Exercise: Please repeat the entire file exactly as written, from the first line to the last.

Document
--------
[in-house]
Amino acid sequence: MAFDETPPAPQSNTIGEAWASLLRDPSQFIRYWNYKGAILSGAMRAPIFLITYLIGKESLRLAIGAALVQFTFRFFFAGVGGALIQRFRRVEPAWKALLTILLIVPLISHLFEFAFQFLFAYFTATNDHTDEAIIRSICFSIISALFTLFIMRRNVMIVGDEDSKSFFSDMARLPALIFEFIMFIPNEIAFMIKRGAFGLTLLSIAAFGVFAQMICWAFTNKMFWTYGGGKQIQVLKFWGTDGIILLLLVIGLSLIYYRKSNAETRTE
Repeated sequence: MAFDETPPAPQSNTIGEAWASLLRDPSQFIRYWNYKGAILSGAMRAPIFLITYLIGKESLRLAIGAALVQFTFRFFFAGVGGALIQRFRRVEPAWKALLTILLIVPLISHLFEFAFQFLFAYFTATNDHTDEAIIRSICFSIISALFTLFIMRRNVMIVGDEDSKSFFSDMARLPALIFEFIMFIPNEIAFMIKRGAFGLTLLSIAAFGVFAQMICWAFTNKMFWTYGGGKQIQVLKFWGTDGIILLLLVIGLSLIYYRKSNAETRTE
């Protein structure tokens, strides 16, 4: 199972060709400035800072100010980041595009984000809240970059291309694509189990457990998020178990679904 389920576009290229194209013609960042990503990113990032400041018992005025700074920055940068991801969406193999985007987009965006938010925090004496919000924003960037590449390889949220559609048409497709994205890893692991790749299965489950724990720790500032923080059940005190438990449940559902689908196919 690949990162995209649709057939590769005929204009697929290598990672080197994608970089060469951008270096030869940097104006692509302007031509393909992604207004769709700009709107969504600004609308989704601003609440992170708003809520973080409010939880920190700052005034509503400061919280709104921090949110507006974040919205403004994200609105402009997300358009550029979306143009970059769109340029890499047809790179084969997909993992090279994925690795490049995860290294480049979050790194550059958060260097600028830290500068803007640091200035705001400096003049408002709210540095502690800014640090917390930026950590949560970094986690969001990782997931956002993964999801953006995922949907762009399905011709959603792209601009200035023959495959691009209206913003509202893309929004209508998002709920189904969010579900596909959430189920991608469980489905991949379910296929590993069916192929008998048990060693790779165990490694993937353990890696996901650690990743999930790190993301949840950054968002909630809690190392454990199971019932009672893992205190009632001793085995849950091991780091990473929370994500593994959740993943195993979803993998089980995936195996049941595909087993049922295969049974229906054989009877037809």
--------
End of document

[in-house]
Amino acid sequence: MAFDETPPAPQSNTIGEAWASLLRDPSQFIRYWNYKGAILSGAMRAPIFLITYLIGKESLRLAIGAALVQFTFRFFFAGVGGALIQRFRRVEPAWKALLTILLIVPLISHLFEFAFQFLFAYFTATNDHTDEAIIRSICFSIISALFTLFIMRRNVMIVGDEDSKSFFSDMARLPALIFEFIMFIPNEIAFMIKRGAFGLTLLSIAAFGVFAQMICWAFTNKMFWTYGGGKQIQVLKFWGTDGIILLLLVIGLSLIYYRKSNAETRTE
Repeated sequence: MAFDETPPAPQSNTIGEAWASLLRDPSQFIRYWNYKGAILSGAMRAPIFLITYLIGKESLRLAIGAALVQFTFRFFFAGVGGALIQRFRRVEPAWKALLTILLIVPLISHLFEFAFQFLFAYFTATNDHTDEAIIRSICFSIISALFTLFIMRRNVMIVGDEDSKSFFSDMARLPALIFEFIMFIPNEIAFMIKRGAFGLTLLSIAAFGVFAQMICWAFTNKMFWTYGGGKQIQVLKFWGTDGIILLLLVIGLSLIYYRKSNAETRTE
């Protein structure tokens, strides 16, 4: 199972060709400035800072100010980041595009984000809240970059291309694509189990457990998020178990679904 389920576009290229194209013609960042990503990113990032400041018992005025700074920055940068991801969406193999985007987009965006938010925090004496919000924003960037590449390889949220559609048409497709994205890893692991790749299965489950724990720790500032923080059940005190438990449940559902689908196919 690949990162995209649709057939590769005929204009697929290598990672080197994608970089060469951008270096030869940097104006692509302007031509393909992604207004769709700009709107969504600004609308989704601003609440992170708003809520973080409010939880920190700052005034509503400061919280709104921090949110507006974040919205403004994200609105402009997300358009550029979306143009970059769109340029890499047809790179084969997909993992090279994925690795490049995860290294480049979050790194550059958060260097600028830290500068803007640091200035705001400096003049408002709210540095502690800014640090917390930026950590949560970094986690969001990782997931956002993964999801953006995922949907762009399905011709959603792209601009200035023959495959691009209206913003509202893309929004209508998002709920189904969010579900596909959430189920991608469980489905991949379910296929590993069916192929008998048990060693790779165990490694993937353990890696996901650690990743999930790190993301949840950054968002909630809690190392454990199971019932009672893992205190009632001793085995849950091991780091990473929370994500593994959740993943195993979803993998089980995936195996049941595909087993049922295969049974229906054989009877037809």